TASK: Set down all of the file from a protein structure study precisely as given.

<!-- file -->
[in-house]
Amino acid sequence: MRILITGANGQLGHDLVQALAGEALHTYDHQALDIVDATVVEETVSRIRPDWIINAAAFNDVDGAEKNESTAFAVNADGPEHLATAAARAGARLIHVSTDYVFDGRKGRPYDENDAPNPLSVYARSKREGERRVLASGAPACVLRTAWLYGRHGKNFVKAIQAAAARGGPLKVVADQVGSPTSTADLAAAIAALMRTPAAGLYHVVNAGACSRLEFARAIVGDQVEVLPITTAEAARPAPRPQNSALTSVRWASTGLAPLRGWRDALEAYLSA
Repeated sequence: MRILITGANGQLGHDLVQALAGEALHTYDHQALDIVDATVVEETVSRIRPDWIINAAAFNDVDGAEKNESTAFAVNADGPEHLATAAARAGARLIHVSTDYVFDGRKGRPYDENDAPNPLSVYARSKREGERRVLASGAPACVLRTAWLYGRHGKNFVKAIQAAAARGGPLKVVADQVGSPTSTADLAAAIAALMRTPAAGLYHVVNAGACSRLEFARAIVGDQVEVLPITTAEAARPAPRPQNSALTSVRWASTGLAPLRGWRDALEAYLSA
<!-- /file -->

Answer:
[in-house]
Amino acid sequence: MRILITGANGQLGHDLVQALAGEALHTYDHQALDIVDATVVEETVSRIRPDWIINAAAFNDVDGAEKNESTAFAVNADGPEHLATAAARAGARLIHVSTDYVFDGRKGRPYDENDAPNPLSVYARSKREGERRVLASGAPACVLRTAWLYGRHGKNFVKAIQAAAARGGPLKVVADQVGSPTSTADLAAAIAALMRTPAAGLYHVVNAGACSRLEFARAIVGDQVEVLPITTAEAARPAPRPQNSALTSVRWASTGLAPLRGWRDALEAYLSA
Repeated sequence: MRILITGANGQLGHDLVQALAGEALHTYDHQALDIVDATVVEETVSRIRPDWIINAAAFNDVDGAEKNESTAFAVNADGPEHLATAAARAGARLIHVSTDYVFDGRKGRPYDENDAPNPLSVYARSKREGERRVLASGAPACVLRTAWLYGRHGKNFVKAIQAAAARGGPLKVVADQVGSPTSTADLAAAIAALMRTPAAGLYHVVNAGACSRLEFARAIVGDQVEVLPITTAEAARPAPRPQNSALTSVRWASTGLAPLRGWRDALEAYLSA